Justus: It seems to be ease of use and cost-efficiency that’s driving interest. Chlorine generators are more costly initially, but down the road you’re going to save some money. I think people choose it for the convenience, mainly. It feels really nice on your skin and there’s less chlorine in the pool. It’s not perfect, but my clients like it. We use it in water features and hot tubs as well. Everybody wants it, pretty much. It’s very, very popular. It works well, it’s easy to use from a consumer standpoint.
Bell: Ease of maintenance in regard to pool operation is a big driver. You’re actually producing pure chlorine in the pool, but you’re also softening the water because of the salt, which comes in around 3,000 to 5,000 parts per million.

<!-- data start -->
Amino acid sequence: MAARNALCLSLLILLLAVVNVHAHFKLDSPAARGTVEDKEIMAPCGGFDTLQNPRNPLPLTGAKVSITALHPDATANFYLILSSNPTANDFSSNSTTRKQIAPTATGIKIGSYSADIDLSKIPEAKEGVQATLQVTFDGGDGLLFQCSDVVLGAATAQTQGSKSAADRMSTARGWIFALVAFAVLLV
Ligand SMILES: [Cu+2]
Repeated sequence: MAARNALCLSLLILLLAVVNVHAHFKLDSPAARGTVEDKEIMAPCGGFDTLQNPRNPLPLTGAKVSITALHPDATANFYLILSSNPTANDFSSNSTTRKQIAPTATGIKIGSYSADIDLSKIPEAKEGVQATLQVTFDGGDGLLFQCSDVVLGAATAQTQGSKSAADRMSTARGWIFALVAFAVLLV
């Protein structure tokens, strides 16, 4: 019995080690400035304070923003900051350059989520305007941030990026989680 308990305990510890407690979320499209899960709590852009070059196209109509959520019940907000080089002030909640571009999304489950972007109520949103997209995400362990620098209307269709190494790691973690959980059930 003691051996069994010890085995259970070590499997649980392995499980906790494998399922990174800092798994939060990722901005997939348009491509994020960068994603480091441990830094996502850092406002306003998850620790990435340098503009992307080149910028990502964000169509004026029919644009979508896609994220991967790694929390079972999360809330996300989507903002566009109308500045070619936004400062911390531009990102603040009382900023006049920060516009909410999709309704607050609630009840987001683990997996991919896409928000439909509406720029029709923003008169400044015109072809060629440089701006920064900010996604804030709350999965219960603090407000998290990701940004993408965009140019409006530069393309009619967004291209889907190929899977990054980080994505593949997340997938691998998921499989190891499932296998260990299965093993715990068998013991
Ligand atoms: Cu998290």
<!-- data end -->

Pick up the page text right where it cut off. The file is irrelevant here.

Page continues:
Bell: The number one concern is always the environment. The Toronto area has come out with a backwash bylaw that addresses problems with people discharging saltwater into the sewers. We’ve been selling these systems with cartridge filters – and you don’t backwash your cartridge filter, so your environmental worries are at a minimum. The bigger concern, I think, is often with road salt, which is a harsher form with more impurities than you’d use in a pool, and it’s applied more liberally. The other misgiving is, as I’ve said, the potential for corrosion. But generally if the customer is any good at looking after their pool – they don’t have to be diligent, just good with testing the water. And now they’ve come up with sacrificial anodes, which can be attached to your ladder, in line with the pump and filtration system, in your skimmer. Anodes are lengths of a softer metal, usually magnesium or zinc, that will draw corrosion to it. In other words, it will sacrifice itself before the ladder.